You stop teaching. In my experience, you let the child learn what they want to learn. And an amazing thing happens.
They Learn! They Explore! They Create! They Grow!
Think of how YOU learn. As an adult, what are you interested in right now? What are you reading about (either online or in books)? What are you talking about to your friends? What is on your to-do list?
Was it assigned to you? Were you forced to learn it? If no, then why do you bother?
I believe it’s because this is the natural way we learn!
When people ask, “[How do you learn]?” My answer is that we follow our interests – and our interests inevitably lead to science, literature, history, mathematics, music – all the things that have interested people before anybody thought of them as “subjects”. A large component of [learning] is grounded in doing real things, not because we hope they will be good for us, but because they are intrinsically fascinating. (source)
Five years ago, I wanted to learn about health. I read like crazy, studied like crazy. I ate, drank & slept it. I learned all I could learn about how to reverse illness with food. That led to me starting a blog. That blog led to me finding like-minded friends. Those like-minded friends taught me more. The learning I was able to acquire led me to be able to help other people. This blog now provides a full income. And nobody ever forced or assigned me to do it. I simply let my natural learning lead me to my life’s calling. And I LOVE it! Not for the income or for the number of followers, but because I am STILL learning every single day from my readers and friends, and I feel my inner genius coming out.
That, my friends, is what I want for my children. I want them to be so excited about an idea or an area of interest that they would rather study it than sleep. I want them to discover the world on their own terms (with the guidance of a parent) and let them discover their own inner geniuses.
So, what kind of curriculum will we be using?
Aside from an Abacus math class (an Asian method of addition/subtraction/multiplication/division), we will not be using any kind of curriculum.
It’s called unschooling, and it’s a method learning that happens naturally. We decide on our “topics” of interest, and every week we explore those interests and learn along the way.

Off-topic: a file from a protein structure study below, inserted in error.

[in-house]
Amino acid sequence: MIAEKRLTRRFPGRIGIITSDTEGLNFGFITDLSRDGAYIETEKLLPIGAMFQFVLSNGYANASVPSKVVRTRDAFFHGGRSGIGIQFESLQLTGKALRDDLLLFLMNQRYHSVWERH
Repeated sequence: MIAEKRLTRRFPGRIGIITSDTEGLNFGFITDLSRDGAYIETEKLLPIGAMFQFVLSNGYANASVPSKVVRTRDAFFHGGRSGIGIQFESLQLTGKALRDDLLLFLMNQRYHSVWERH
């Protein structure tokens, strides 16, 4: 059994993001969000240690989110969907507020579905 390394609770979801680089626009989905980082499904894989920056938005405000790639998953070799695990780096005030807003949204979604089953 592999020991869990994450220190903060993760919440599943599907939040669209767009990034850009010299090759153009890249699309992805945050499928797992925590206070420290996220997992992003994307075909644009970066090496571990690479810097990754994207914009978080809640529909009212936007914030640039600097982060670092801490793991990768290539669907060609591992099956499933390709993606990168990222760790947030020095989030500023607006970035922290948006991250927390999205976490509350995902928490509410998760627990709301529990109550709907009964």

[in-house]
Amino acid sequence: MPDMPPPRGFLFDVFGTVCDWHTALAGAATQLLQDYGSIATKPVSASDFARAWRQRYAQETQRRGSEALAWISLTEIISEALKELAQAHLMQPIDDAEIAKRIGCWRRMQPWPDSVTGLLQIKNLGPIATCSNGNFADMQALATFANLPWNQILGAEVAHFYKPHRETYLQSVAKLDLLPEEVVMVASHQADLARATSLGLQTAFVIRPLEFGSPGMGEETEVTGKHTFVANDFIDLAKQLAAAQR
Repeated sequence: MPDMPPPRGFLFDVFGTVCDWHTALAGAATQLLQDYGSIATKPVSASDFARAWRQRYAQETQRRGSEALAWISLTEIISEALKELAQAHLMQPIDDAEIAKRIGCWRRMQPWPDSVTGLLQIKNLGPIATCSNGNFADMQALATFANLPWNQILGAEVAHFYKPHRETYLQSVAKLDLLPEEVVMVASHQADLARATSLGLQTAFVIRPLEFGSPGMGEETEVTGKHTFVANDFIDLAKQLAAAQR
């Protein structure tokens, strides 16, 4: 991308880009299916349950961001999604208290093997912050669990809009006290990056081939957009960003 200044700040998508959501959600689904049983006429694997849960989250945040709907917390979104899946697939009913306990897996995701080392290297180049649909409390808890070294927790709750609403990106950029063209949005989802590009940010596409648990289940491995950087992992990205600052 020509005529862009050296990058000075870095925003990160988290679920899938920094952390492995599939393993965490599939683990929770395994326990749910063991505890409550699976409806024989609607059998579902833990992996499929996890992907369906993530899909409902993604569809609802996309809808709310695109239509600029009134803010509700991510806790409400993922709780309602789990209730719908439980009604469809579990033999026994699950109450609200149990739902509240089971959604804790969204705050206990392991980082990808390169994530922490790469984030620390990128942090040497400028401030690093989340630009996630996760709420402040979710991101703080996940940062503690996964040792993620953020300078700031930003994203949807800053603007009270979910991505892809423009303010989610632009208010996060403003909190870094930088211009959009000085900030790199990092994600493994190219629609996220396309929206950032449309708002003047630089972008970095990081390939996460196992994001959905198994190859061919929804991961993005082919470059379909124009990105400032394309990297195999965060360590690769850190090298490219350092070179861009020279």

Our current topics of interest are vary widely, and I’ll talk about those more in my “Unschooling Updates”. Our very first day of unschooling produced some amazing natural learning experiences, and I’m excited to share them with you. It was easy, low-stress, and incredibly entertaining.
As far as the “SOCIALIZING” aspect goes, that’s probably worthy of a full blog post, so for now I’ll just say, we’re good. We have a million gazillion friends and activities and I think these kiddos of mine will turn out just weird enough to be cool, but not too weird that you wonder if they’ve ever heard of deodorant.
Do I think homeschooling/unschooling is right for everyone?
I honestly don’t have an opinion for any children besides my own. For us, this feels right. For you, it may feel completely opposite, and that’s fine. Heaven knows as a parent you have to consider many factors when deciding what’s right for you. As an official homeschooling parent, I can honestly say I ain’t judgin’ those who choose NOT to homeschool! Life’s a journey, that’s for sure, and we all have to find our own path.
For us, it’s homeschooling.
Wish me luck, peeps 🙂
Read my other articles on Unschooling.
- What is Unschooling?
- How to learn ALL SUBJECTS through Unschooling.
- Unschooling Update #1: That time we learned about birds, bees, disease, life, & death…